Children Have Lowered Risk of Accident-Related Injuries when Grandparents Are Driving the Car

Here’s some news Atlanta car accident attorneys don’t hear every day. A study has found that children who are involved in a car accident when one of their grandparents is driving a car, have a much lowered risk of suffering injuries than when they are involved in an auto accident in a car being driven by their parents.

The study was based on data from insurance claims across fifteen states from 2003 to 2007. In all, more than 12,000 children were included in the study. The children were below the age of fifteen. Researchers found, to their surprise, that children who were involved in an auto accident when the car was being driven by a grandparent were at a 50% lower risk of suffering injuries than those who were in cars being driven by their parents.

These grandparents were all above the age of sixty-five, with an average age of 58. The study found that only about 10% of the children in the study who were being driven by the grandparents, were involved in car accidents. However, the injuries suffered by these children constituted less than 10% of the total. Children, who were riding in a car with their parents accounted for approximately 1.05% of the children were injured, while children riding with their grandparents accounted for just .70% of the children who were injured.

Those are surprising findings, considering that senior motorists above the age of sixty-five have typically been considered to be some of the most at-risk motorists. Elderly drivers may be seen as being much safer than teen drivers, but they suffer from several medical and health challenges as they age, that affect their ability to drive safely.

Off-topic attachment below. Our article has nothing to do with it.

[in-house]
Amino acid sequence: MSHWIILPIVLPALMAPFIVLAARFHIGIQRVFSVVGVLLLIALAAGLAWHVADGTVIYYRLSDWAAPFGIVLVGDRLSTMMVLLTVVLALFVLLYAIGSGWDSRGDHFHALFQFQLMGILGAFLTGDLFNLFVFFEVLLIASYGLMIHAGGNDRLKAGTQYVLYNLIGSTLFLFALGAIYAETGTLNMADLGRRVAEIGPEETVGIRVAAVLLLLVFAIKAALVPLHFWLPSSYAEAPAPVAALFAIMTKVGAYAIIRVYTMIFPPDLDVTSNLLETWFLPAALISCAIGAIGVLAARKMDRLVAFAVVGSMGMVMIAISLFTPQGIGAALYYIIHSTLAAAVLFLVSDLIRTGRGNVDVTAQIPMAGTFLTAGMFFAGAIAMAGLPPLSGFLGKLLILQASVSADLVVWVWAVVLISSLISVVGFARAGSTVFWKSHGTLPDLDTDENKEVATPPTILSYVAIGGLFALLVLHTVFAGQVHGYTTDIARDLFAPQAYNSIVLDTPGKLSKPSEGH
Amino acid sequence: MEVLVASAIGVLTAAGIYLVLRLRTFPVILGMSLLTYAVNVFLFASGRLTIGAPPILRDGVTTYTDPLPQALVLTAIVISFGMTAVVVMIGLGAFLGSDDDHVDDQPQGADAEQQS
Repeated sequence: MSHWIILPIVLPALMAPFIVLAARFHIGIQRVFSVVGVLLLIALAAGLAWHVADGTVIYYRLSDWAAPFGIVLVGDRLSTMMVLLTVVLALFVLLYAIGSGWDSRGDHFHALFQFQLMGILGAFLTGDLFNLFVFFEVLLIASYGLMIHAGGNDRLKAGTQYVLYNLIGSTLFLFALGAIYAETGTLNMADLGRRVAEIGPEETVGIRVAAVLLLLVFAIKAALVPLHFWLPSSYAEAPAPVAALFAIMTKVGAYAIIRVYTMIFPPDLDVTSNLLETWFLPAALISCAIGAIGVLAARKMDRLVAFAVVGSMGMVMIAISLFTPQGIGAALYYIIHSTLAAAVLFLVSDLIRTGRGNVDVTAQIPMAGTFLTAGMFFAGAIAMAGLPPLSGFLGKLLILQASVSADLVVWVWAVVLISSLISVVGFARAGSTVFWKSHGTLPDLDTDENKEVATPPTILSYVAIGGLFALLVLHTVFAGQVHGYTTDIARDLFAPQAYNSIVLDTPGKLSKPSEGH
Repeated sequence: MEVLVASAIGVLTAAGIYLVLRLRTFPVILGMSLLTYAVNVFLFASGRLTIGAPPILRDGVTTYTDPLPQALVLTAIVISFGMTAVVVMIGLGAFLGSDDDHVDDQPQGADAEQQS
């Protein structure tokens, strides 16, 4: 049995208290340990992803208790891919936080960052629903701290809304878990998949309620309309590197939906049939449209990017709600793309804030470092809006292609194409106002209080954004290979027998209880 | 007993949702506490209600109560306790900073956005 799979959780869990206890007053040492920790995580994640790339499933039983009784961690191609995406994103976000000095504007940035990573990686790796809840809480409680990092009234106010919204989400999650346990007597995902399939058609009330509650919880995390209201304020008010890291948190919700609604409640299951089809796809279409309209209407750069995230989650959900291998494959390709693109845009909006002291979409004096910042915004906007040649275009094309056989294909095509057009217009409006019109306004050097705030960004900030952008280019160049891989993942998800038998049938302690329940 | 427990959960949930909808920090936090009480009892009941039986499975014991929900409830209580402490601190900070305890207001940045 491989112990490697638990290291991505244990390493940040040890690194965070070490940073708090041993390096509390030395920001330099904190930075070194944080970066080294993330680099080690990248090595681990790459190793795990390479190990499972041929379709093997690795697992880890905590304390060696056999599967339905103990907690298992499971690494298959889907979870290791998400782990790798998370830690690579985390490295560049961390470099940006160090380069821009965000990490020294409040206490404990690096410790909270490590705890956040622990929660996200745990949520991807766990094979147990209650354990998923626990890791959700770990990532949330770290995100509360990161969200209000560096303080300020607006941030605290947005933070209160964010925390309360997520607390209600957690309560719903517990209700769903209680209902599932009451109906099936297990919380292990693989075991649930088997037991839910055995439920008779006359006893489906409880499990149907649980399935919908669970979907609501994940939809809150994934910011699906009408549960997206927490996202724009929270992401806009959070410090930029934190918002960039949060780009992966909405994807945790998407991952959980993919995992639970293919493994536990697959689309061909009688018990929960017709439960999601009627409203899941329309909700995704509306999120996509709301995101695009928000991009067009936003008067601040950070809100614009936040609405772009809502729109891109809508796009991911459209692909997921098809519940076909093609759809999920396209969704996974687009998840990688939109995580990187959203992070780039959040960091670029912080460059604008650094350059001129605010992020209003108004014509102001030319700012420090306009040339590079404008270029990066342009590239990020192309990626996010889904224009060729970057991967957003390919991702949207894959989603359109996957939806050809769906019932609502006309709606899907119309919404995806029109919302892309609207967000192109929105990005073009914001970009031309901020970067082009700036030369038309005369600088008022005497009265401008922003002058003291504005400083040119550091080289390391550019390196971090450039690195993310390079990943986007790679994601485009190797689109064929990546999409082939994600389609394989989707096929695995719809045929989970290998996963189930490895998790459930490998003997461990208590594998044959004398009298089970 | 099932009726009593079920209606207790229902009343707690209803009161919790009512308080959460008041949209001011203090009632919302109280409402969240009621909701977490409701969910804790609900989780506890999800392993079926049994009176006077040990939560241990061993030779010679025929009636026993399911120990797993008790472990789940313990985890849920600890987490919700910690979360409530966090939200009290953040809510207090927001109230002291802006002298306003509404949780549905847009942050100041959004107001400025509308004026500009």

For instance, a senior motorist may suffer from failing vision and hearing loss as he gets older, and this may affect his ability to hear honking cars, and see vital visual cues ahead of him. Additionally, a senior motorist may also suffer from slowing physical reflexes, which can prove crucial when he has to make emergency driving decisions.

Additionally, a senior driver is likely to be on one or more medications because of medical conditions. In fact, it’s not unnatural for a senior motorist to be taking an entire program of medications for a variety of illnesses. These medications can have side effects that impact a person’s ability to drive safely. These medications can also interact with each other, causing blurred vision, slurred speech, disorientation, confusion and a whole range of other side effects that can substantially affect a person’s ability to drive safely.

Considering that senior drivers suffer from so many challenges that affect their ability to be safe motorists, what can explain this drop in injuries when children are involved in accidents with grandparents? The explanation for this may actually be quite simple. Grandparents are likely to be extra cautious when they’re driving with grandchildren. When you have precious cargo like your grandchildren in your car, you’re much more likely to drive at safe speeds, and look out especially carefully for accident risks.

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